You present to a physician with severe abdominal pain. He examines you and concludes that your ingrown toenails are the cause of your abdominal distress. He prescribes that you soak your feet in warm water, but that does not bring relief to your abdominal pain. Then he suggests that you apply antibiotics to your feet. Still no relief. Then the physician suggests that you wear sandals instead of shoes. Still no relief. The point of this story is that your toenails can be treated until the cows come home, but if there is improper diagnosis, then you are still going to have your abdominal pain.
The former superintendent of Atlanta Public Schools, Meria Carstarphen, last year said, "white students are nearly 4.5 grade levels ahead of their black peers within Atlanta Public Schools." In San Francisco, 70% of white students are proficient in math; for black students, it is 12% — a gap of 58%. In Washington, D.C., 83% of white students scored proficient in reading, as did only 23% of black students — a gap of 60%. In Philadelphia, 47% of black students scored below basic in math and 42% scored below basic in reading. In Baltimore, 59% of black students scored below basic in math and 49% in reading. In Detroit, 73% of black students scored below basic in math and 56% in reading.
"Below basic" is the score a student receives when he is unable to demonstrate even partial mastery of knowledge and grade level skills. How much can racism explain this? To do well in school, someone must make a kid do his homework, get a good night's rest, have breakfast, and mind the teacher. If these basic family functions are not performed, it makes little difference how much money is put into education; the result will be disappointing.
In 2019, the racial breakdown of high school seniors who took the ACT college entrance exam and met its readiness benchmarks was 62% of Asians, 47% of whites, 23% of Hispanics and 11% of blacks. That helps explain a 2016 study by Georgetown University's Center on Education and the Workforce, "African Americans: College Majors and Earnings." It found that black college students were highly concentrated in lower-paying and less academically demanding majors like administrative services and social work. They are much less likely than other students to major in science, technology, engineering, and math, even though blacks in these fields earned as much as 50% more than blacks who earned a bachelor's degree in art or psychology and social work.
James D. Agresti, the president and co-founder of Just Facts, has just published an article titled "Social Ills That Plague African Americans Coincide with Leftism, Not Racism." Agresti writes: "Among all of the afflictions that disproportionately impact people of color, violence may be the worst. In 2018, blacks comprised 13% of the U.S. population but roughly 53% of the 16,000 murder victims." The clearance rate for murders, where a suspect was identified and charged, declined from 92% in 1960 to 62% in 2018. For example, in Chicago, the clearance rate fell from 96% in 1964 to 45% in 2018. In Baltimore, the 2019 clearance rate was 32%. In 2015, when Baltimore experienced the highest per-capita murder rate in its history, the average homicide suspect had been previously arrested more than nine times. When crimes remain unsolved, it gives criminals free range and black people are their primary victims. By the way, most law enforcement occurs at the local level. The governments at these local levels are typically dominated by Democrats.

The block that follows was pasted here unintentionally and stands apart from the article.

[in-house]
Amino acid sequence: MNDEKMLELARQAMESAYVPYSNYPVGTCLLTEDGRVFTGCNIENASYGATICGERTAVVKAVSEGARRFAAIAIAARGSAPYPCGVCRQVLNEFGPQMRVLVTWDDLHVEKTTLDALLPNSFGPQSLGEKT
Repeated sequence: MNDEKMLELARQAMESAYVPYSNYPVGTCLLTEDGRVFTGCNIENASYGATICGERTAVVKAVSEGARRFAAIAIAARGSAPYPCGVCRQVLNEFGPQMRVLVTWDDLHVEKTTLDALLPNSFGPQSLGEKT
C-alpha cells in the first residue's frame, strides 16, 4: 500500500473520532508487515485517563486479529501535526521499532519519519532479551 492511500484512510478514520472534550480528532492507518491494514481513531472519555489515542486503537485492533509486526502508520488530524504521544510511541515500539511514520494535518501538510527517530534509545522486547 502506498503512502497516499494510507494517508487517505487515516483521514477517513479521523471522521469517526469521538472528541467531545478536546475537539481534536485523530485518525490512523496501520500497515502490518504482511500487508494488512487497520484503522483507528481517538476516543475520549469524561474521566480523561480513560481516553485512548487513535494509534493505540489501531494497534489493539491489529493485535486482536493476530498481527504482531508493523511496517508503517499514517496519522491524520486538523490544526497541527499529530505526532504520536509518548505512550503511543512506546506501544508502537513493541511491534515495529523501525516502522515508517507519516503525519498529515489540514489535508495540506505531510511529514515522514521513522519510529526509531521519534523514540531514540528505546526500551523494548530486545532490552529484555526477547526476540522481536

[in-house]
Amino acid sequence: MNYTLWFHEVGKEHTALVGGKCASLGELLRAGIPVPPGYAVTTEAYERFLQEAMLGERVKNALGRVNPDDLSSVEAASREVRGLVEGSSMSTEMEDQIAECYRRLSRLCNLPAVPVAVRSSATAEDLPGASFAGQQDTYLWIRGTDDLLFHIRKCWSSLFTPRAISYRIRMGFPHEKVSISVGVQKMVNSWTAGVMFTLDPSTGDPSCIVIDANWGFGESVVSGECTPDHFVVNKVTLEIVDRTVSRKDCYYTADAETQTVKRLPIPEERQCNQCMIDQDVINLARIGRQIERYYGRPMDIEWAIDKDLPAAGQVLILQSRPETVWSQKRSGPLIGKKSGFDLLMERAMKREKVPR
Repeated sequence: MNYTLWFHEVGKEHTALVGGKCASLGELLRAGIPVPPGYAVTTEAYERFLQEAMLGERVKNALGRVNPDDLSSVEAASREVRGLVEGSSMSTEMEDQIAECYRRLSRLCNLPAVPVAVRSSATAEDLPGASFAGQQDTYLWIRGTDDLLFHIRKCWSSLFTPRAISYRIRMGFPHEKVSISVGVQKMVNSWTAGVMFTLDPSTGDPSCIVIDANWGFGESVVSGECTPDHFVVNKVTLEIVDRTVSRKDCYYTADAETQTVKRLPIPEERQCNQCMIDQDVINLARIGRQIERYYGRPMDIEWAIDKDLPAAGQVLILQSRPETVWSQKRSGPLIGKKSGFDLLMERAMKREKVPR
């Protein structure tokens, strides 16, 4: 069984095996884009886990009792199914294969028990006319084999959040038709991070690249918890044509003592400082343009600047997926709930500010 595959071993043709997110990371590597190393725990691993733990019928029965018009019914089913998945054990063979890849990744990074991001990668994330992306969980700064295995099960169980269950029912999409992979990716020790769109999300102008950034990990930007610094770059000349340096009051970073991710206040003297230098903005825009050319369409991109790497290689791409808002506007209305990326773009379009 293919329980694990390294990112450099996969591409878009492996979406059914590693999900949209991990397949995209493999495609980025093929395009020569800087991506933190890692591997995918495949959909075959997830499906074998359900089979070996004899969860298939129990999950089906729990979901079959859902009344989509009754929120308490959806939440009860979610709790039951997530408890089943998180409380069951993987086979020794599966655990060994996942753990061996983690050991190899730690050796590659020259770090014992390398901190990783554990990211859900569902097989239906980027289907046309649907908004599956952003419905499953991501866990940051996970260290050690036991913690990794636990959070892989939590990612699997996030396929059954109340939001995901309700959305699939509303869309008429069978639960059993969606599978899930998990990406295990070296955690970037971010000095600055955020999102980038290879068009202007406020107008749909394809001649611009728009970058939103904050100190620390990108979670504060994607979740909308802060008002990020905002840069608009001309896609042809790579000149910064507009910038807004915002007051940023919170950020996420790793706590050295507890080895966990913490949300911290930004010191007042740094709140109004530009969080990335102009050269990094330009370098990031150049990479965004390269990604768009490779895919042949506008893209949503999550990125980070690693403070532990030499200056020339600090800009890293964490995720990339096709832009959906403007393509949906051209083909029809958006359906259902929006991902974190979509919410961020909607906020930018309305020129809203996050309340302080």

According to statistics about fatherless homes, 90% of homeless and runaway children are from fatherless homes; 71% of pregnant teenagers lack a father figure; 63% of youth suicides are from fatherless homes; 71% of high school dropouts come from fatherless homes; and 70% of juveniles in state-operated institutions have no father. Furthermore, fatherless boys and girls are twice as likely to drop out of high school and twice as likely to end up in jail. Dr. Thomas Sowell has argued, "the black family, which had survived centuries of slavery and discrimination, began rapidly disintegrating in the liberal welfare state that subsidized unwed pregnancy and changed welfare from an emergency rescue to a way of life."
The bottom line is that while every vestige of racial discrimination has not been eliminated, today's discrimination cannot go very far in explaining the problems faced by a large segment of the black community.
Walter E. Williams is a professor of economics at George Mason University.